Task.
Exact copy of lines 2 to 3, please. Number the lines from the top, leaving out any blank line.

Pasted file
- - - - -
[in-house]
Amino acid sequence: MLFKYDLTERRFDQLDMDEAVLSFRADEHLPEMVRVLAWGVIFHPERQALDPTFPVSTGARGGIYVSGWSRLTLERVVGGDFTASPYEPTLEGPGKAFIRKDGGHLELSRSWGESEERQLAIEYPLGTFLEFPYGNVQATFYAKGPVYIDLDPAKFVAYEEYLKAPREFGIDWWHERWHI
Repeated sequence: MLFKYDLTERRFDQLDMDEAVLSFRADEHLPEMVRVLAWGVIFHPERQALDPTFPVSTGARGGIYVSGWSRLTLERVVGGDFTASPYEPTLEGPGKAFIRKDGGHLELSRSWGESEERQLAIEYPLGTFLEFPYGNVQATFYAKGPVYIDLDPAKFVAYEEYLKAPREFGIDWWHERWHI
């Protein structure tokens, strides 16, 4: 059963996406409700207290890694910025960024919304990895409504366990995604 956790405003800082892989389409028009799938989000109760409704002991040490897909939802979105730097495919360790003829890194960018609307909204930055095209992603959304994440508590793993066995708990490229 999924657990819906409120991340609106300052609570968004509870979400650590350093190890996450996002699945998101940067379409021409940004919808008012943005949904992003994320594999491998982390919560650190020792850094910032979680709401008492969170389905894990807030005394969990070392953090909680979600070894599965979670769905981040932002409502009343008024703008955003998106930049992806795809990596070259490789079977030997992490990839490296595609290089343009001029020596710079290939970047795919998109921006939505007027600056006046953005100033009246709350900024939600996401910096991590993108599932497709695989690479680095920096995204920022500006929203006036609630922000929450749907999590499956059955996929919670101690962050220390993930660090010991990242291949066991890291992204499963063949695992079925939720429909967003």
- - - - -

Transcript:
Amino acid sequence: MLFKYDLTERRFDQLDMDEAVLSFRADEHLPEMVRVLAWGVIFHPERQALDPTFPVSTGARGGIYVSGWSRLTLERVVGGDFTASPYEPTLEGPGKAFIRKDGGHLELSRSWGESEERQLAIEYPLGTFLEFPYGNVQATFYAKGPVYIDLDPAKFVAYEEYLKAPREFGIDWWHERWHI
Repeated sequence: MLFKYDLTERRFDQLDMDEAVLSFRADEHLPEMVRVLAWGVIFHPERQALDPTFPVSTGARGGIYVSGWSRLTLERVVGGDFTASPYEPTLEGPGKAFIRKDGGHLELSRSWGESEERQLAIEYPLGTFLEFPYGNVQATFYAKGPVYIDLDPAKFVAYEEYLKAPREFGIDWWHERWHI